World Health Organization doctor says coronavirus 'may never go away'

WHO emergencies expert Dr. Mike Ryan said that without the "massive moonshot" of an effective vaccine, coronavirus could become a permanent threat.
/ Source: TODAY

The coronavirus may become a permanent part of our lives, according to a doctor with the World Health Organization.

WHO emergencies expert Dr. Mike Ryan said in an online briefing on Wednesday that the virus that causes COVID-19 may never disappear.

"I think it's important to put this on the table: This virus may become just another endemic virus in our communities, and this virus may never go away," Ryan said in response to a question about how long the virus may keep infecting people. "HIV has not gone away, but we've come to terms with the virus, and we have found the therapies and we've found the prevention methods, and people don't feel as scared as they did before.

"I'm not comparing the two diseases, but I think it is important that we are realistic, and I don’t think anyone can predict when or if this disease will disappear."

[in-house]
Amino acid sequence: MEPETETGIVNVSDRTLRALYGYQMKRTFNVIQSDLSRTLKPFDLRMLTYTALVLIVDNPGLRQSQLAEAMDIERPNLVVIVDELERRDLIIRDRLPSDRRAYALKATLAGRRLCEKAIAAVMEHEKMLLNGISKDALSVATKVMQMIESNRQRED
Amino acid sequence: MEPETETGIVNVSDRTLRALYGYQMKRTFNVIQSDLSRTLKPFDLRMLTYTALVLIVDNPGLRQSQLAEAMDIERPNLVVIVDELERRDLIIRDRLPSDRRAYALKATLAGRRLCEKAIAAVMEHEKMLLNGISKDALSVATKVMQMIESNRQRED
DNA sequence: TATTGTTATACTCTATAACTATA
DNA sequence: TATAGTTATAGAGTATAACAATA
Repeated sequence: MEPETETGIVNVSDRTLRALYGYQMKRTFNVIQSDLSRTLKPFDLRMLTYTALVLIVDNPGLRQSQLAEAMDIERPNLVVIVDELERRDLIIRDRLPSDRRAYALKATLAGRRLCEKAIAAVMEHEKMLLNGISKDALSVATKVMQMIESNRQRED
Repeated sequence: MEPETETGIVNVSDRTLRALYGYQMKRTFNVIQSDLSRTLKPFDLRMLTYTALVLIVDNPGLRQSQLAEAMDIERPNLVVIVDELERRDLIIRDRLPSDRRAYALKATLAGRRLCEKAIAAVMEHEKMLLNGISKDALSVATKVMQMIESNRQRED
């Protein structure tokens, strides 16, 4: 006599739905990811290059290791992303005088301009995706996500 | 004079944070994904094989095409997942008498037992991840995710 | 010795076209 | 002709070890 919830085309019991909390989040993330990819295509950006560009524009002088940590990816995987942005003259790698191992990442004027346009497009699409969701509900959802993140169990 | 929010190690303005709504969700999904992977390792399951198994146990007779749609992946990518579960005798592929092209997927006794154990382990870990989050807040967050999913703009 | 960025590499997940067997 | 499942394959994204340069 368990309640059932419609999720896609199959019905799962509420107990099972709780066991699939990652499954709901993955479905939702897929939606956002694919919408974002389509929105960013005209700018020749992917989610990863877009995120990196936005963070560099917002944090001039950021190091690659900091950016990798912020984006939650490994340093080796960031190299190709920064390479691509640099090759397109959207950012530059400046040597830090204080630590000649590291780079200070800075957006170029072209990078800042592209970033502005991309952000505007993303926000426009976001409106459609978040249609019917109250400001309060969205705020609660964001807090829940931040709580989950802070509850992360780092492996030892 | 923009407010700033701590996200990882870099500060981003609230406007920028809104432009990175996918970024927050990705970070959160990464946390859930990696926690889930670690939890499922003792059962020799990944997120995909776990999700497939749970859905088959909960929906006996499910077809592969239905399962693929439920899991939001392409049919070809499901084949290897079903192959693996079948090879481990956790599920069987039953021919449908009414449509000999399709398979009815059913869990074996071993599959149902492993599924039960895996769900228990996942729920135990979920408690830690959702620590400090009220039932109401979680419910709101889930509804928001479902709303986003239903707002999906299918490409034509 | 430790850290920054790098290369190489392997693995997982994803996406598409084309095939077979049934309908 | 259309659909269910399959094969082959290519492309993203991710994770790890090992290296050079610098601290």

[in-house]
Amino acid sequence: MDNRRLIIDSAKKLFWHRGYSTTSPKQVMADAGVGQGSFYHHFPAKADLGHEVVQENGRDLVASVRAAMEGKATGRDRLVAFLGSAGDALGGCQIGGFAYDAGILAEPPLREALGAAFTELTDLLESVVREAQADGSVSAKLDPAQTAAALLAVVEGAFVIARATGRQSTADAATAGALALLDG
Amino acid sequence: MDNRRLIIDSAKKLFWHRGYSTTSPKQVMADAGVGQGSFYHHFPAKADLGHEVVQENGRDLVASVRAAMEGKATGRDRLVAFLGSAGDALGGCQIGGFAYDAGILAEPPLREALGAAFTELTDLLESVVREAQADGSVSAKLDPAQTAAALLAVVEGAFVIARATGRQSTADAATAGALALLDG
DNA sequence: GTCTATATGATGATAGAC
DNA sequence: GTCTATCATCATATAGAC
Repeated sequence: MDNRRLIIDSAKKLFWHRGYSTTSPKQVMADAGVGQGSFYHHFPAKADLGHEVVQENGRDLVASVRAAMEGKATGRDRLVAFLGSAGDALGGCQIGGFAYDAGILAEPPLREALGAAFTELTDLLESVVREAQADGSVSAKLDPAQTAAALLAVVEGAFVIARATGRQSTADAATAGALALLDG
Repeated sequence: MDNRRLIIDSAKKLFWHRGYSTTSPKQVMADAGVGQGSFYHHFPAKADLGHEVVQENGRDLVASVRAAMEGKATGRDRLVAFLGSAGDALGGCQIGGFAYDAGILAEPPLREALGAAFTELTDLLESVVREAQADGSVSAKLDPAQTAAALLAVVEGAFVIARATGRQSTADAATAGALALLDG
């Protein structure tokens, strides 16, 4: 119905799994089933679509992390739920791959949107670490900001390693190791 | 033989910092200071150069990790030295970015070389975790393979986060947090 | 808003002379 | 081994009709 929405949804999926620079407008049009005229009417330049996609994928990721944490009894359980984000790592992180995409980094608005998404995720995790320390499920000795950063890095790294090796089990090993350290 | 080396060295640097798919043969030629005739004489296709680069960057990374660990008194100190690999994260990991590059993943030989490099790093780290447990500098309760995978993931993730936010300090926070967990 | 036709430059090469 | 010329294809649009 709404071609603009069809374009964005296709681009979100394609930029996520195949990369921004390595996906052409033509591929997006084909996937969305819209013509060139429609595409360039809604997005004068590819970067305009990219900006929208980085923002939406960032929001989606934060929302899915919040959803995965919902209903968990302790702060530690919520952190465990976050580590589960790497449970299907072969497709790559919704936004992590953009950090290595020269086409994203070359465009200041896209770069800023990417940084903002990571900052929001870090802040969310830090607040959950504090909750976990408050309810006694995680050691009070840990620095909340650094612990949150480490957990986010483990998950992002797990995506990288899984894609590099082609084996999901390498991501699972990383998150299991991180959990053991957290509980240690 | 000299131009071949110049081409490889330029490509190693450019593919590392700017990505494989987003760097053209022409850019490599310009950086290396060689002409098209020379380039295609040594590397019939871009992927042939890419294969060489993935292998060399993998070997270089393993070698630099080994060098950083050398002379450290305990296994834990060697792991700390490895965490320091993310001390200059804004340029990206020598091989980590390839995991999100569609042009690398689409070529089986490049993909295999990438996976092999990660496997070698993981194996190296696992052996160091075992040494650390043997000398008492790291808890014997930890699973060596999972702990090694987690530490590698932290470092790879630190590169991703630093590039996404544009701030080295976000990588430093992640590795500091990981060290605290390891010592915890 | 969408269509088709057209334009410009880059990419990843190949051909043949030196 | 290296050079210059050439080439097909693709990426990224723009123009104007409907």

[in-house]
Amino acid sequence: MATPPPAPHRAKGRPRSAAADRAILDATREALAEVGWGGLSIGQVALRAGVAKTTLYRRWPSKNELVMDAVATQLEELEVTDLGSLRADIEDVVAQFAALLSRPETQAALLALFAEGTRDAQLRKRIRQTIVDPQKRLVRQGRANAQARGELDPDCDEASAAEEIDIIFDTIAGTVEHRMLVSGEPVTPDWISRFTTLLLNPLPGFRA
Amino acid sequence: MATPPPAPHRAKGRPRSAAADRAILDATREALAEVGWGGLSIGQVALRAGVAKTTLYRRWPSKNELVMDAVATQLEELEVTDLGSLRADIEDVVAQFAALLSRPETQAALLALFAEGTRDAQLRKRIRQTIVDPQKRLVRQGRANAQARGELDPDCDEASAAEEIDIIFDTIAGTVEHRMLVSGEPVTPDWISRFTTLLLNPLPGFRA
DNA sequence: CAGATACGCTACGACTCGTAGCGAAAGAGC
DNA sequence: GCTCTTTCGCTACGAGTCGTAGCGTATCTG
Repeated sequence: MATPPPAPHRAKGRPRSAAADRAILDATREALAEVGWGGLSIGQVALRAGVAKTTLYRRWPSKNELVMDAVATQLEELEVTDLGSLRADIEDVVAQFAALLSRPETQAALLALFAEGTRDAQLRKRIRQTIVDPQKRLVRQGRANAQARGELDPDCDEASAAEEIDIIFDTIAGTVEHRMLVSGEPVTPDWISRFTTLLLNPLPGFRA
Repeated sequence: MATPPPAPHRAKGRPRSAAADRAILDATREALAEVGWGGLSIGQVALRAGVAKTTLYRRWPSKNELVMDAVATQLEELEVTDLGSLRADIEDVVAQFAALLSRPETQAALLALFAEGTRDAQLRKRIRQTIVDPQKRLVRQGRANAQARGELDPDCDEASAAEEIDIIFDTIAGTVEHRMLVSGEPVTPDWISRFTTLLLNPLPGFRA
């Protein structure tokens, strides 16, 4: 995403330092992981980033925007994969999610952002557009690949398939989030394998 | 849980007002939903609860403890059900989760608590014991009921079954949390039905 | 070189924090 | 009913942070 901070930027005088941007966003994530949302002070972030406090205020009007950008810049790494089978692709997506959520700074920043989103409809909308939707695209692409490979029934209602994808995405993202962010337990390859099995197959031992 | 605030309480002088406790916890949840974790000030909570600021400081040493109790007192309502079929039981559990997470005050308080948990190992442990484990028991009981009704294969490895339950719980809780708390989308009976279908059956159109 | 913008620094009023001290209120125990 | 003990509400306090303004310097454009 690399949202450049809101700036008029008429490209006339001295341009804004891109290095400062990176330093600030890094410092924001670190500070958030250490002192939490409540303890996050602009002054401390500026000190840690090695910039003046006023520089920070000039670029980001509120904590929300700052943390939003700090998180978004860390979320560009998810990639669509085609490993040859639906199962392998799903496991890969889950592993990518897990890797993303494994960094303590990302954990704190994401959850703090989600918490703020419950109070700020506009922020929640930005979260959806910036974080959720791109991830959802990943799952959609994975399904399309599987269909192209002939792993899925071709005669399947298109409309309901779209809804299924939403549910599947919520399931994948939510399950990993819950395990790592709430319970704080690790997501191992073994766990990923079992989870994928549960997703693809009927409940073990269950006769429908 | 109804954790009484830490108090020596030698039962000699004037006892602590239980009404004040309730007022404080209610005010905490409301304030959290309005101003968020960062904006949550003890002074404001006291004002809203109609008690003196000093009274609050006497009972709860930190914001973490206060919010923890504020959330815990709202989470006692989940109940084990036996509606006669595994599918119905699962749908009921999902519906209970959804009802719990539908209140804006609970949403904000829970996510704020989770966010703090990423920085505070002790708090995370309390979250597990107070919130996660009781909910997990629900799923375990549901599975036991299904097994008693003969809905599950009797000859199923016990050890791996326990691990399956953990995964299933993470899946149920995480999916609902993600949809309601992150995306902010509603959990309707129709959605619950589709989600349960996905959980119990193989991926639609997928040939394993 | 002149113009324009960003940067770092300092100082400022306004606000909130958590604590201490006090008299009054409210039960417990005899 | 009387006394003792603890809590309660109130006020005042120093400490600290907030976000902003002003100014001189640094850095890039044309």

A "massive moonshot" of developing a vaccine rapidly is the only solution Ryan said he saw to eradicating the coronavirus.

"We do have one great hope. If we do find a highly effective vaccine that we can distribute to everyone who needs it in the world, we may have a shot at eliminating this virus,'' he said.

As states across America struggle with how to reopen businesses and public spaces, Ryan said his biggest fear was a "vicious cycle" of public health emergency followed by economic disaster.

"As we've seen in some countries, even a small recurrence of disease can cause the need for a serious response in terms of a public health response,'' he said. "There is some magical thinking going on that lockdowns worked perfectly and that unlocking lockdowns will go great. Both are fraught with dangers."

Living with the specter of coronavirus long term is a possibility without an effective vaccine with wide distribution.

"I think there are no promises in this and there are no dates,'' he said. "This disease may settle into a long-term problem, it may not be. In some senses we have control over that future, but it's going to take a massive effort to do it."